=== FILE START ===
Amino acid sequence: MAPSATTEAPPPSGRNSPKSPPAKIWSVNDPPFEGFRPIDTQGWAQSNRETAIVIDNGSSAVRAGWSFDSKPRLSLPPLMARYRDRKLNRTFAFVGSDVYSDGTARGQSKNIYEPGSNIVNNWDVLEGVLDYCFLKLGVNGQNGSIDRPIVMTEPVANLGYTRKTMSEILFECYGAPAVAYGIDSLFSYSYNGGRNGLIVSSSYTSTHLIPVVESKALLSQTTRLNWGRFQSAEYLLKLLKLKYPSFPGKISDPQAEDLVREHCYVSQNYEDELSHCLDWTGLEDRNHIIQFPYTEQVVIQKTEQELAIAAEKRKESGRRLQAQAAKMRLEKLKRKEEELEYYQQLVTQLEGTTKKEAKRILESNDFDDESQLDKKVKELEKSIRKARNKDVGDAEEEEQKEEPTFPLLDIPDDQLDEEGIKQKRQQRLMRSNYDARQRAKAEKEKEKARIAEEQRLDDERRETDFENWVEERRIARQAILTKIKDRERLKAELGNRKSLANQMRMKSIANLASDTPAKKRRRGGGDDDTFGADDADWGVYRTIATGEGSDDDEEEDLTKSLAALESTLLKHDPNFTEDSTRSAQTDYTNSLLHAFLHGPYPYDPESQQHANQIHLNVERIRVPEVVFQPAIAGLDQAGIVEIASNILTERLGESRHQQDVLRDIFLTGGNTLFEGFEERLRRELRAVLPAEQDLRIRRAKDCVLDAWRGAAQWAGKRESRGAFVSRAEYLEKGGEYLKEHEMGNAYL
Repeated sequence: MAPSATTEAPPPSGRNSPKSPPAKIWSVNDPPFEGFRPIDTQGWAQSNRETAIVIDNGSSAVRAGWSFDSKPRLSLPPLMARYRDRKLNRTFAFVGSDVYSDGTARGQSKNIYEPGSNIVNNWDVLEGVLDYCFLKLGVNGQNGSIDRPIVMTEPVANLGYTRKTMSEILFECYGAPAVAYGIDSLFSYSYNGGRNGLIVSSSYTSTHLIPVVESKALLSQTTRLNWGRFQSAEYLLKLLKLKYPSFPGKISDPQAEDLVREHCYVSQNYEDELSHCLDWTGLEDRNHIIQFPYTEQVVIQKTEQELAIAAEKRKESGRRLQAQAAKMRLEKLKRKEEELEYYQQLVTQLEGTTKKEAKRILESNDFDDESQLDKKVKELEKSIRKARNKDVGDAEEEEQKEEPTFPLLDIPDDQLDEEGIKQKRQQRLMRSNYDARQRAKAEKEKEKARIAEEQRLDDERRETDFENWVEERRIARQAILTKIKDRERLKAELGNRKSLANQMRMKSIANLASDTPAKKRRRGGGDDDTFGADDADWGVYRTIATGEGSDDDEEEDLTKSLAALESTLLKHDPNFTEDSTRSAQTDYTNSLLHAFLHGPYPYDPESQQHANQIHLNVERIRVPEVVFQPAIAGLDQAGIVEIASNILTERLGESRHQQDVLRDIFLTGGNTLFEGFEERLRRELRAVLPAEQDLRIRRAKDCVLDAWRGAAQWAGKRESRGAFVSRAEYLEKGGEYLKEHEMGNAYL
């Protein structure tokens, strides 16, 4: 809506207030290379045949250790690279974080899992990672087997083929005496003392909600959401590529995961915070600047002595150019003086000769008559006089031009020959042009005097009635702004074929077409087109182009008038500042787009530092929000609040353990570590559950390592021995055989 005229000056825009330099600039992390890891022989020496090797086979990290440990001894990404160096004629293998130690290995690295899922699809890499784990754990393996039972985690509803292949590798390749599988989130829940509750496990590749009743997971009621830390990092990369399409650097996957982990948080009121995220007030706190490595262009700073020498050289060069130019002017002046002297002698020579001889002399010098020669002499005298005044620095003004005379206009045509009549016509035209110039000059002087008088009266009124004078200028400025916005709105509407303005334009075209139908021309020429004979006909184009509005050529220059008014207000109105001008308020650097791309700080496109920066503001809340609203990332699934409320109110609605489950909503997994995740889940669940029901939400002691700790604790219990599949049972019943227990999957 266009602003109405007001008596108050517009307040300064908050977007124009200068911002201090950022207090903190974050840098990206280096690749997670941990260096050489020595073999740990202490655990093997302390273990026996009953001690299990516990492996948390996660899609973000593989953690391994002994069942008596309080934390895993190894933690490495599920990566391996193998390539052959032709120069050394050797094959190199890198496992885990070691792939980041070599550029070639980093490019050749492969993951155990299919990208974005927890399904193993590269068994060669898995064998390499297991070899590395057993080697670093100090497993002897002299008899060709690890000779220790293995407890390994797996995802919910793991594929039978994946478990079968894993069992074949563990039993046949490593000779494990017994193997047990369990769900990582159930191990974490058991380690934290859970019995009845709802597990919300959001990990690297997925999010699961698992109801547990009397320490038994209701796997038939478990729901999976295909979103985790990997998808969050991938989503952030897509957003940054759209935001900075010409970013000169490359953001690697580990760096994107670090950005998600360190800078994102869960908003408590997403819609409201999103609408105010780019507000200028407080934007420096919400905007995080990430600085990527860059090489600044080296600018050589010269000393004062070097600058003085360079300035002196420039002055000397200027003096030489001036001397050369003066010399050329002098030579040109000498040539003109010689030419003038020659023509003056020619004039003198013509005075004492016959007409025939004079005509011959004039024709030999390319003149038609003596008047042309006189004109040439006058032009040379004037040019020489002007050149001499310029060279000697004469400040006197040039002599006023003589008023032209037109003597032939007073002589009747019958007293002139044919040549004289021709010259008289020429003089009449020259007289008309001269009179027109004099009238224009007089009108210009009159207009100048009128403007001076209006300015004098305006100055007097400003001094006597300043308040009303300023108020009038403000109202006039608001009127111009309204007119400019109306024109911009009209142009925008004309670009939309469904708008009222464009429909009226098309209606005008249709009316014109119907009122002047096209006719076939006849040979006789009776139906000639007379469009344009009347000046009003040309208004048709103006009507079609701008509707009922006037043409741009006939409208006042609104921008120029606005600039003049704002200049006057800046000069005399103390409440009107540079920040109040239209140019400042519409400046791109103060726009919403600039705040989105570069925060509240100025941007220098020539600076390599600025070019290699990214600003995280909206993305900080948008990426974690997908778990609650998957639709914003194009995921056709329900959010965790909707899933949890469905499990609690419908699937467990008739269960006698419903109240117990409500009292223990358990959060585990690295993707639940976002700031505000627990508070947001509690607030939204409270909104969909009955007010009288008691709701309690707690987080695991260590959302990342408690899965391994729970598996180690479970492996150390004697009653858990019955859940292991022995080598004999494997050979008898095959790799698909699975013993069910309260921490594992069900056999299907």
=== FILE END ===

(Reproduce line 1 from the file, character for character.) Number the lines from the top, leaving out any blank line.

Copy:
Amino acid sequence: MAPSATTEAPPPSGRNSPKSPPAKIWSVNDPPFEGFRPIDTQGWAQSNRETAIVIDNGSSAVRAGWSFDSKPRLSLPPLMARYRDRKLNRTFAFVGSDVYSDGTARGQSKNIYEPGSNIVNNWDVLEGVLDYCFLKLGVNGQNGSIDRPIVMTEPVANLGYTRKTMSEILFECYGAPAVAYGIDSLFSYSYNGGRNGLIVSSSYTSTHLIPVVESKALLSQTTRLNWGRFQSAEYLLKLLKLKYPSFPGKISDPQAEDLVREHCYVSQNYEDELSHCLDWTGLEDRNHIIQFPYTEQVVIQKTEQELAIAAEKRKESGRRLQAQAAKMRLEKLKRKEEELEYYQQLVTQLEGTTKKEAKRILESNDFDDESQLDKKVKELEKSIRKARNKDVGDAEEEEQKEEPTFPLLDIPDDQLDEEGIKQKRQQRLMRSNYDARQRAKAEKEKEKARIAEEQRLDDERRETDFENWVEERRIARQAILTKIKDRERLKAELGNRKSLANQMRMKSIANLASDTPAKKRRRGGGDDDTFGADDADWGVYRTIATGEGSDDDEEEDLTKSLAALESTLLKHDPNFTEDSTRSAQTDYTNSLLHAFLHGPYPYDPESQQHANQIHLNVERIRVPEVVFQPAIAGLDQAGIVEIASNILTERLGESRHQQDVLRDIFLTGGNTLFEGFEERLRRELRAVLPAEQDLRIRRAKDCVLDAWRGAAQWAGKRESRGAFVSRAEYLEKGGEYLKEHEMGNAYL